UK, 2012, 129 minutes, Colour.
Keira Knightley, Jude Law, Aaron Taylor- Johnson, Matthew Macfadyen, Kelly Macdonald, Emily Watson, Domhnall Gleeson, Ruth Wilson, Michelle Dockery, Shirley Henderson.
Directed by Joe Wright.
Perhaps not the most obvious word to use in connection with Anna Karenina. After all, Tolstoy’s novel has vast scope, life in Moscow and St Petersburg as well as in the Russian countryside, aristocratic classes, the military, the peasants. There have been several film versions of Anna Karenina, plenty of interpretation and background and images of Greta Garbo, Vivien Leigh, Jacqueline Bissett, Sophie Marceau.
But, director Joe Wright, with a screenplay by playwright Tom Stoppard, has decided to keep his treatment indoors, in fact, within a complex theatre, characters moving in and out of rooms, wings, the audience supplying the links and recognising locations. The film does go outside for the scenes of the harvest and Levin working with the peasants, a contrast to the artificial world of the aristocrats.
The audience has to accept this instantly, with the curtain literally rising. If not, no hope for this version.
Costumes and décor are more than elegant, so is the 19th century like orchestrated score. Visually, it is something of a feast.
That means, when we accept the style, we concentrate on the performances and the issues. Kiera Knightly is a younger Anna, not realising how much she is imprisoned in a formal, arranged marriage, visiting Dolly (Kelly Macdonald) to ask her to forgive her comically eye-roving husband, Stephen (Matthew McFadyen? giving a funny and striking performance). But, Anna’s eye strays. She is attracted to a young officer, Count Vronsky, flattered by his attentions and gradually becoming aware of her feelings. She is more attracted to Vronsky than most of the audience will be. Aaron Taylor Johnson is a bit vapid, infatuated, then tormented, but not the kind of man that we imagine Anna would be attracted to.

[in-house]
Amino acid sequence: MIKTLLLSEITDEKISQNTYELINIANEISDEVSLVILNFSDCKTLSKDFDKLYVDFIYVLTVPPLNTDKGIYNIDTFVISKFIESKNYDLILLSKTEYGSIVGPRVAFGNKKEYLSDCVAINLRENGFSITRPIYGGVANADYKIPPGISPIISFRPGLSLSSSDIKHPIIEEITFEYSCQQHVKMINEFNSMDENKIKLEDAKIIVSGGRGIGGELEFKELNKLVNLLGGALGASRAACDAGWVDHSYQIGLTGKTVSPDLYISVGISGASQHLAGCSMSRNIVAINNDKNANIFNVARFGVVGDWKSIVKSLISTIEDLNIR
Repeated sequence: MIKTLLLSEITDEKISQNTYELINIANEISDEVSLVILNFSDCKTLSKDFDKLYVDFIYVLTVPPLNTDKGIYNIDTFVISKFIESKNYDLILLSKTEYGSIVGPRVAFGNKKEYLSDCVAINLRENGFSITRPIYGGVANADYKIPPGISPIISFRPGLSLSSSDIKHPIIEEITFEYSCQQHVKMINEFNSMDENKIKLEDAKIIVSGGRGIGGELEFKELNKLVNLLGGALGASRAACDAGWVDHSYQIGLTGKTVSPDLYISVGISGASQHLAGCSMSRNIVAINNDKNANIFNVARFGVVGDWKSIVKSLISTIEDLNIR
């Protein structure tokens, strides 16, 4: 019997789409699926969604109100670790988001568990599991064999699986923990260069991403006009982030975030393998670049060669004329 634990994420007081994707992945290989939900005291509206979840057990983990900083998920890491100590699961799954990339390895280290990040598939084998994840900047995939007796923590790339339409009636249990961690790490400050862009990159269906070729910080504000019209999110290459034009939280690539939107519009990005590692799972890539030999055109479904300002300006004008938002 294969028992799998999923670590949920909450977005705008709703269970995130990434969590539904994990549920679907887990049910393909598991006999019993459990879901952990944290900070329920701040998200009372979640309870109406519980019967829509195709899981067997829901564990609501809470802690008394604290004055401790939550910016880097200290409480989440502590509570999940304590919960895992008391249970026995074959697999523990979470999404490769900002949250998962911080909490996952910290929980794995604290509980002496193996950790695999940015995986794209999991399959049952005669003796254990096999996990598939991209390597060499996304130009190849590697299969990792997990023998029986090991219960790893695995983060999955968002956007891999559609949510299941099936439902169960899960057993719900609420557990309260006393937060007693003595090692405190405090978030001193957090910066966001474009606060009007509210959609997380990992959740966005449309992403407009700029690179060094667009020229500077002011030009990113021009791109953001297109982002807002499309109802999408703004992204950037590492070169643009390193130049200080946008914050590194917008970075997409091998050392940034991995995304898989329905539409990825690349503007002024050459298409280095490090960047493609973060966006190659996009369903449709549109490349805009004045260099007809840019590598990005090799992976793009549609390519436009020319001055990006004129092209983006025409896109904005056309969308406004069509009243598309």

It is Jude Law as the intensely serious and upright Karenin who gives the impressive performance, a man of principles and law, taking a harsh stance but then becoming far more human and kind than we imagined he could be.
There are some excellent supporting performances, bringing society to life. Tolstoy contrasted the world of ordinary people with those who lived in artifice. This is reinforced by Levin (Domnhall Gleeson) who is part of society but whose life and beliefs are with the common people. He is the moral focus of the film and, as with Shakespeare’s plays, after the tragedy (and Anna’s fate is a tragedy) comes the restoration of order.
If we accept the theatricality and allow for the interpretation of Vronsky, there is much to enjoy and think about in this version of the classic.
1. The status of Tolstoy’s novel? His perspective on Russia, on the 19th century? The story, the themes? A classic?
2. The various films, the range of interpretations of Anna, Vronsky, Karenin? The theatricality of this film and interpretation?
3. Russia in the 1870s, interiors, wealth, society, the contrast with ordinary people, the farms, the fields and the harvest? Meals, balls, theatre? Costumes, decor? The score and its reflecting the period and its compositions?